Radioactive decay and radiometric dating
Zircon has a high hardness (7.5) which makes it resistant to mechanical weathering, and it is also very resistant to chemical weathering. Chemically, zircon usually contains high amounts of U and low amounts of Pb, so that large amounts of radiogenic Pb are produced.
Other minerals that also show these properties, but are less commonly used in radiometric dating are Apatite and sphene.
Thus, if we start out with 1 gram of the parent isotope, after the passage of 1 half-life there will be 0.5 gram of the parent isotope left.
After the passage of two half-lives only 0.25 gram will remain, and after 3 half lives only 0.125 will remain etc.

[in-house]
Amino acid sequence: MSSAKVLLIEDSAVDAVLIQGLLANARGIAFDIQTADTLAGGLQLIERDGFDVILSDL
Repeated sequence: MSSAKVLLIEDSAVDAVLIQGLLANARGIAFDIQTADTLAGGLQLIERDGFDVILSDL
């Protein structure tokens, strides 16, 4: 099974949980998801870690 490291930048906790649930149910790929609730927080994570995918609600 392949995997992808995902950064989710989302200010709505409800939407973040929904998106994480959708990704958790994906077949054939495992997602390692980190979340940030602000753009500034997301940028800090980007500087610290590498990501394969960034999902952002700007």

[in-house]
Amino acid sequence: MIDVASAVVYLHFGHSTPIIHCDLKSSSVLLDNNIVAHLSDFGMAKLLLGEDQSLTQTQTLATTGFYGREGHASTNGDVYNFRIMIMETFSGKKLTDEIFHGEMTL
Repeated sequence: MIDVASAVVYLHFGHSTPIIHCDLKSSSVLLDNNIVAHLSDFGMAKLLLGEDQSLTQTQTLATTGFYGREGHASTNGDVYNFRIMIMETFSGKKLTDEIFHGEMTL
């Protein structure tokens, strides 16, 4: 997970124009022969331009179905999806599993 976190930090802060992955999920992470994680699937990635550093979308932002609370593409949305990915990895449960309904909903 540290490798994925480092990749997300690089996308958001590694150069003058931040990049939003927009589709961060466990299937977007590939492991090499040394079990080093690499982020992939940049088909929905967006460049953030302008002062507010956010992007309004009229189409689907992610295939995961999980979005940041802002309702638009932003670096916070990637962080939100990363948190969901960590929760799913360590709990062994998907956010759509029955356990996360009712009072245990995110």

Such trapped Ar is not problematical when the age of the rock is in hundreds of millions of years.Nd ratios on several minerals with a mass spectrometer and then from the slope determine the age of the rock. If a magma cools quickly on the surface of the Earth, some of the Ar may be trapped.The initial ratio has particular importance for studying the chemical evolution of the Earth's mantle and crust, as we discussed in the section on igneous rocks. If this happens, then the date obtained will be older than the date at which the magma erupted.The term U–Pb dating normally implies the coupled use of both decay schemes in the 'concordia diagram' (see below).However, use of a single decay scheme (usually Pb) leads to the U–Pb isochron dating method, analogous to the rubidium–strontium dating method.